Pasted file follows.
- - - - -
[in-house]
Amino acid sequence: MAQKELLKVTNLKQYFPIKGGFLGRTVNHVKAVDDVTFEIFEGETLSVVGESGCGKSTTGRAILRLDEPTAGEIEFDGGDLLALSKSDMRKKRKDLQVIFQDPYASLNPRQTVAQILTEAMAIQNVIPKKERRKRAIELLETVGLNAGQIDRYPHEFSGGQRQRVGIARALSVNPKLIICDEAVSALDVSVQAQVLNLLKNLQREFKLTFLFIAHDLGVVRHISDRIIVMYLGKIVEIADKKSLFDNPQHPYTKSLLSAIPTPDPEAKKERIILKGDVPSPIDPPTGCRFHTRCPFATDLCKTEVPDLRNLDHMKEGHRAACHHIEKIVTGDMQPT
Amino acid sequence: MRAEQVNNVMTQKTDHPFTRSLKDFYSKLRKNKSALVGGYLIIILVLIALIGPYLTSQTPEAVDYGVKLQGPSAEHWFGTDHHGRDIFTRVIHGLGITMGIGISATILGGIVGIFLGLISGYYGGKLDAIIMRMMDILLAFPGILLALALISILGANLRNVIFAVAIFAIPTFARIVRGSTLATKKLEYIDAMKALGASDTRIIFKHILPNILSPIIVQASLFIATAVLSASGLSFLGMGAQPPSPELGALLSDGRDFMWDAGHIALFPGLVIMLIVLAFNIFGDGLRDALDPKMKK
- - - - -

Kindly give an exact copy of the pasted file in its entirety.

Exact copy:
[in-house]
Amino acid sequence: MAQKELLKVTNLKQYFPIKGGFLGRTVNHVKAVDDVTFEIFEGETLSVVGESGCGKSTTGRAILRLDEPTAGEIEFDGGDLLALSKSDMRKKRKDLQVIFQDPYASLNPRQTVAQILTEAMAIQNVIPKKERRKRAIELLETVGLNAGQIDRYPHEFSGGQRQRVGIARALSVNPKLIICDEAVSALDVSVQAQVLNLLKNLQREFKLTFLFIAHDLGVVRHISDRIIVMYLGKIVEIADKKSLFDNPQHPYTKSLLSAIPTPDPEAKKERIILKGDVPSPIDPPTGCRFHTRCPFATDLCKTEVPDLRNLDHMKEGHRAACHHIEKIVTGDMQPT
Amino acid sequence: MRAEQVNNVMTQKTDHPFTRSLKDFYSKLRKNKSALVGGYLIIILVLIALIGPYLTSQTPEAVDYGVKLQGPSAEHWFGTDHHGRDIFTRVIHGLGITMGIGISATILGGIVGIFLGLISGYYGGKLDAIIMRMMDILLAFPGILLALALISILGANLRNVIFAVAIFAIPTFARIVRGSTLATKKLEYIDAMKALGASDTRIIFKHILPNILSPIIVQASLFIATAVLSASGLSFLGMGAQPPSPELGALLSDGRDFMWDAGHIALFPGLVIMLIVLAFNIFGDGLRDALDPKMKK